Most Sacred Bones releases state the year the album was recorded on the cover, but in the case of Amen Dunes’ Through Donkey Jaw, the “recorded in 2011” is especially significant. Not only are these the first Amen Dunes songs recorded with a full-fledged band, they’re also the first proper recordings that Damon McMahon has made since he holed up in a Catskills cottage in 2006, laying down songs in private that eventually became Dunes’ debut album, DIA. Later, while living in Bejing, he made music only sporadically, issuing a handful of mostly acoustic tracks that were released as the Murder Dull Mind EP. Where DIA was a barely contained sprawl of ideas that ranged from full-on acid folk freakouts to eight-miles-high folk-pop and Murder Dull Mind was heavy on the folk and light on the freak, Through Donkey Jaw tempers these extremes and revels in Amen Dunes’ newfound expansiveness. The album opens with two of its most impressive tracks: The witchy “Baba Yaga” feels like the perfect blend of McMahon’s previous output, cloaked in reverb as it builds from subtle drones into violin squalls, while “Lower Mind”’s deeply trippy journey from delicate plucking to dark, towering rhythms and keyboards shows just how mercurial the full-band Amen Dunes can be. Elsewhere, McMahon turns in some of his most accessible songs yet: “Christopher,” with its hazy riffs and singsong melody, sounds like a more polished DIA track; “Good Bad Dreams” is so fey that it evokes Marc Bolan’s hippy-dippy days; and “Sunday” and “Bedroom Drum”’s floating folk hint at McMahon’s more intimate side. Yet for every song that suggests Amen Dunes have gone pop, there’s another that’s far darker and weirder than anything McMahon has previously committed to tape. The watery tones of “1985” give way to “Not a Slave”’s blobby keyboards, claustrophobic backing vocals, and drum assaults, while “Jill,” with its hard-edged electronics and nightmarish feel, hints at why Sacred Bones released this album. Through Donkey Jaw’s bonus tracks save the weirdest for last, culminating with “Gem Head”’s guitar maelstroms and the ten-minute sound collage “Tomorrow Never Knows” (not a Beatles cover, but it shares the same transporting feel, times a thousand). Darker and in some ways more difficult than what came before it, Through Donkey Jaw shores up Amen Dunes’ strengths and pushes forward at the same time.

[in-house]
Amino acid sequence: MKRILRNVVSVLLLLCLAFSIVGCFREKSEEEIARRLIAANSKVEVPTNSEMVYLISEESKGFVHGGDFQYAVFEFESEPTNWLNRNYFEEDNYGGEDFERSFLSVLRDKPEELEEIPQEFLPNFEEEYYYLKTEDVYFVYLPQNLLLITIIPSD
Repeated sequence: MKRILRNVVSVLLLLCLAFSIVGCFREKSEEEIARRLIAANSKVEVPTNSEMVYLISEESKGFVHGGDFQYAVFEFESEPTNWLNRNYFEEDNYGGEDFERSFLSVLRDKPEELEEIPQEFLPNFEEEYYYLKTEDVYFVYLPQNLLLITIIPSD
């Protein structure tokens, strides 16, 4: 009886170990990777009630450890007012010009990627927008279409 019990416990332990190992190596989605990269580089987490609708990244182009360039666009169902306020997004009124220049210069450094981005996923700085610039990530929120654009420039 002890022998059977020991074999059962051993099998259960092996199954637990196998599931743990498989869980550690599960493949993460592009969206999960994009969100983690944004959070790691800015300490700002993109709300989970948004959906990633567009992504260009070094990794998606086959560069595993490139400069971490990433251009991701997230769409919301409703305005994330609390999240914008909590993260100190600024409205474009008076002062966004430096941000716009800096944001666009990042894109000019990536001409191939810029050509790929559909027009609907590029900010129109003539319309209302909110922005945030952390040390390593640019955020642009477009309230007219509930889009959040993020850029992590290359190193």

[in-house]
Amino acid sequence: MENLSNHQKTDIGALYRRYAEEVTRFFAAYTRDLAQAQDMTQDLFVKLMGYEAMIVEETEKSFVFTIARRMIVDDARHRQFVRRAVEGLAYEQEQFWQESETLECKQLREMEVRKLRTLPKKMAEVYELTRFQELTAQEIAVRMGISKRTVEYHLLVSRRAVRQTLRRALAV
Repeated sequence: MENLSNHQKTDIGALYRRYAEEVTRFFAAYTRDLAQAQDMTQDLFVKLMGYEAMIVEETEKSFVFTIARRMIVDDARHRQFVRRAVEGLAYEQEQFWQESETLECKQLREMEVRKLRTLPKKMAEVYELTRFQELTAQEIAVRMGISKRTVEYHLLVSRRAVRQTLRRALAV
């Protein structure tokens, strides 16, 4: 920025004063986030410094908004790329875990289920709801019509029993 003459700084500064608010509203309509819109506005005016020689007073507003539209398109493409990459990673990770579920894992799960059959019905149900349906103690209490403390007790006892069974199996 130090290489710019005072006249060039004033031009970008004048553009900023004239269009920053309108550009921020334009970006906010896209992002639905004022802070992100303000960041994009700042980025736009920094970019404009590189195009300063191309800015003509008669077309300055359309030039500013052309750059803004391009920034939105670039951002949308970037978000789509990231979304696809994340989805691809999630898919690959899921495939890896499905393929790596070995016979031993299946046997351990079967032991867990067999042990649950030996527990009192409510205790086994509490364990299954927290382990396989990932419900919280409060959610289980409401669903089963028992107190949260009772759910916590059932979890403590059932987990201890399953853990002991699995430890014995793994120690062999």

mp3 128 kbps | 54 MB | UL